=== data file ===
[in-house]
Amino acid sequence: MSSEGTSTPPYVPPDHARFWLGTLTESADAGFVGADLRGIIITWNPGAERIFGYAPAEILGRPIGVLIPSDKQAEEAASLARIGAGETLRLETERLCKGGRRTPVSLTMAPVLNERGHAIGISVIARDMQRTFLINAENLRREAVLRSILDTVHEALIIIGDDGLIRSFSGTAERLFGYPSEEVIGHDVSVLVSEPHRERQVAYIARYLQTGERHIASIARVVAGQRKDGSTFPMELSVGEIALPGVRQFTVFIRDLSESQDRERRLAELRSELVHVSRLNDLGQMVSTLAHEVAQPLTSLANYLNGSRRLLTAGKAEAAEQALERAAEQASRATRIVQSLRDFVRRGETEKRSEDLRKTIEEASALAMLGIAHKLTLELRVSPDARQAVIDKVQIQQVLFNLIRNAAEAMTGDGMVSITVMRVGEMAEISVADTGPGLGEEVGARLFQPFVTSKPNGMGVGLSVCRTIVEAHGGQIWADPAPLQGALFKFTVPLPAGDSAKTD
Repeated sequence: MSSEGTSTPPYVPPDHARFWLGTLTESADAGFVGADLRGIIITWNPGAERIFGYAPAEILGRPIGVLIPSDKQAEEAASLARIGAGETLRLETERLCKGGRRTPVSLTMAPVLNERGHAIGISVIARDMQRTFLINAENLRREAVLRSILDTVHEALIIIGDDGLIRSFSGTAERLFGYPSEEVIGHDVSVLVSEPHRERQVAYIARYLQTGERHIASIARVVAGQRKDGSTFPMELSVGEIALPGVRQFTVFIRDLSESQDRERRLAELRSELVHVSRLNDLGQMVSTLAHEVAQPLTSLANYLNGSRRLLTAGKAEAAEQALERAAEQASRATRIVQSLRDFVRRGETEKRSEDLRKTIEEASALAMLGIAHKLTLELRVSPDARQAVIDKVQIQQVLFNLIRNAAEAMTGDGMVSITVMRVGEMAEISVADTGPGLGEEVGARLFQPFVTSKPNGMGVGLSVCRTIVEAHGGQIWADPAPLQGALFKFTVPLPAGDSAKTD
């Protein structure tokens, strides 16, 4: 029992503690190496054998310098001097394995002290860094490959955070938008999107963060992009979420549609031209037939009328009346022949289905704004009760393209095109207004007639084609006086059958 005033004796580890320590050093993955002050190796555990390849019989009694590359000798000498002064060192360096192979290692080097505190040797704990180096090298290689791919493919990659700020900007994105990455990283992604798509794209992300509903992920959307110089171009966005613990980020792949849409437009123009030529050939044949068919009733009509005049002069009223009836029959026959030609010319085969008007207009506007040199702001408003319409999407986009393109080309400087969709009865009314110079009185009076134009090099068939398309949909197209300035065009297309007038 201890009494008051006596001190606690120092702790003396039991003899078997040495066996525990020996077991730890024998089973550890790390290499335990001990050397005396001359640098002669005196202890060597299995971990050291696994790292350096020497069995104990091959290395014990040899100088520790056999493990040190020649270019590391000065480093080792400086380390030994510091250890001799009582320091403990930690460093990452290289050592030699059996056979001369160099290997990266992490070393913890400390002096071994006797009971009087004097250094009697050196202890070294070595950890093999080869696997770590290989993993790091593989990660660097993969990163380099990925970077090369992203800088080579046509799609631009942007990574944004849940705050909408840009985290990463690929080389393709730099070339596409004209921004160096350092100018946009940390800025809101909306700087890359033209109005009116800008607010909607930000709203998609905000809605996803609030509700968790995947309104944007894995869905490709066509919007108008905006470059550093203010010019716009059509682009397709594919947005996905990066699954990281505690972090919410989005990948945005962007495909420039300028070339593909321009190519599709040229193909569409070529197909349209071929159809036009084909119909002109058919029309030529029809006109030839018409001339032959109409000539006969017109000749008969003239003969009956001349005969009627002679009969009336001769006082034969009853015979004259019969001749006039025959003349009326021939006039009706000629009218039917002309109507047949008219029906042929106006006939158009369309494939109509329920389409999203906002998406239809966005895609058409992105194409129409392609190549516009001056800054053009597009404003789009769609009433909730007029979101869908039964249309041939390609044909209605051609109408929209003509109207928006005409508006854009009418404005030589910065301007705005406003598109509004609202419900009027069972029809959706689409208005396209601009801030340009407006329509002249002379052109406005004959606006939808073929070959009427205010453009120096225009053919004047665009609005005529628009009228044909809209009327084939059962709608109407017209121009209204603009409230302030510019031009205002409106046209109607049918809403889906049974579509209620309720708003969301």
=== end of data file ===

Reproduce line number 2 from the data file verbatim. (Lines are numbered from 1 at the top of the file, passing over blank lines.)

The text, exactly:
Amino acid sequence: MSSEGTSTPPYVPPDHARFWLGTLTESADAGFVGADLRGIIITWNPGAERIFGYAPAEILGRPIGVLIPSDKQAEEAASLARIGAGETLRLETERLCKGGRRTPVSLTMAPVLNERGHAIGISVIARDMQRTFLINAENLRREAVLRSILDTVHEALIIIGDDGLIRSFSGTAERLFGYPSEEVIGHDVSVLVSEPHRERQVAYIARYLQTGERHIASIARVVAGQRKDGSTFPMELSVGEIALPGVRQFTVFIRDLSESQDRERRLAELRSELVHVSRLNDLGQMVSTLAHEVAQPLTSLANYLNGSRRLLTAGKAEAAEQALERAAEQASRATRIVQSLRDFVRRGETEKRSEDLRKTIEEASALAMLGIAHKLTLELRVSPDARQAVIDKVQIQQVLFNLIRNAAEAMTGDGMVSITVMRVGEMAEISVADTGPGLGEEVGARLFQPFVTSKPNGMGVGLSVCRTIVEAHGGQIWADPAPLQGALFKFTVPLPAGDSAKTD